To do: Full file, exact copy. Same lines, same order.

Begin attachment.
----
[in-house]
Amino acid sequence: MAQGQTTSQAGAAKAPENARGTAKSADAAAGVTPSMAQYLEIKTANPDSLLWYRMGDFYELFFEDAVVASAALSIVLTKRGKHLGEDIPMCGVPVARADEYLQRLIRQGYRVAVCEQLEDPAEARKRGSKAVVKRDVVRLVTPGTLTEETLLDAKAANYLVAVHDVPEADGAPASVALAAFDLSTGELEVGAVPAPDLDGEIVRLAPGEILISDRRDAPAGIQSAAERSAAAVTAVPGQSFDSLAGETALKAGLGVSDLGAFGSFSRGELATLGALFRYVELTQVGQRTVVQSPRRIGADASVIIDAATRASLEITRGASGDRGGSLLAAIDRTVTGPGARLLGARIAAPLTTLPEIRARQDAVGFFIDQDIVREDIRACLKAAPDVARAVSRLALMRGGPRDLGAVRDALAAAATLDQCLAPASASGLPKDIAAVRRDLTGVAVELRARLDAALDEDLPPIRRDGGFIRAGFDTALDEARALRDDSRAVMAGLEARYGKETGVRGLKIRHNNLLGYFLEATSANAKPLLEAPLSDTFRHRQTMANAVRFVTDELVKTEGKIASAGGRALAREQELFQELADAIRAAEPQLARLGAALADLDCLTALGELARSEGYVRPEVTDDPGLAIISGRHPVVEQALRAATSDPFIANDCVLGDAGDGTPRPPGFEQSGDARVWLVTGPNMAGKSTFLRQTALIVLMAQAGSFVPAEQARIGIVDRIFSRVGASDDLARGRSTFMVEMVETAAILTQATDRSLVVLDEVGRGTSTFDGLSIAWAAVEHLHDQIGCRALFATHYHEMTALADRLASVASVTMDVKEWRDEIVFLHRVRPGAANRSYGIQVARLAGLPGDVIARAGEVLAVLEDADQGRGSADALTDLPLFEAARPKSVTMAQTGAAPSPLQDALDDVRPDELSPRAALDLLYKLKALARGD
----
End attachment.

[in-house]
Amino acid sequence: MAQGQTTSQAGAAKAPENARGTAKSADAAAGVTPSMAQYLEIKTANPDSLLWYRMGDFYELFFEDAVVASAALSIVLTKRGKHLGEDIPMCGVPVARADEYLQRLIRQGYRVAVCEQLEDPAEARKRGSKAVVKRDVVRLVTPGTLTEETLLDAKAANYLVAVHDVPEADGAPASVALAAFDLSTGELEVGAVPAPDLDGEIVRLAPGEILISDRRDAPAGIQSAAERSAAAVTAVPGQSFDSLAGETALKAGLGVSDLGAFGSFSRGELATLGALFRYVELTQVGQRTVVQSPRRIGADASVIIDAATRASLEITRGASGDRGGSLLAAIDRTVTGPGARLLGARIAAPLTTLPEIRARQDAVGFFIDQDIVREDIRACLKAAPDVARAVSRLALMRGGPRDLGAVRDALAAAATLDQCLAPASASGLPKDIAAVRRDLTGVAVELRARLDAALDEDLPPIRRDGGFIRAGFDTALDEARALRDDSRAVMAGLEARYGKETGVRGLKIRHNNLLGYFLEATSANAKPLLEAPLSDTFRHRQTMANAVRFVTDELVKTEGKIASAGGRALAREQELFQELADAIRAAEPQLARLGAALADLDCLTALGELARSEGYVRPEVTDDPGLAIISGRHPVVEQALRAATSDPFIANDCVLGDAGDGTPRPPGFEQSGDARVWLVTGPNMAGKSTFLRQTALIVLMAQAGSFVPAEQARIGIVDRIFSRVGASDDLARGRSTFMVEMVETAAILTQATDRSLVVLDEVGRGTSTFDGLSIAWAAVEHLHDQIGCRALFATHYHEMTALADRLASVASVTMDVKEWRDEIVFLHRVRPGAANRSYGIQVARLAGLPGDVIARAGEVLAVLEDADQGRGSADALTDLPLFEAARPKSVTMAQTGAAPSPLQDALDDVRPDELSPRAALDLLYKLKALARGD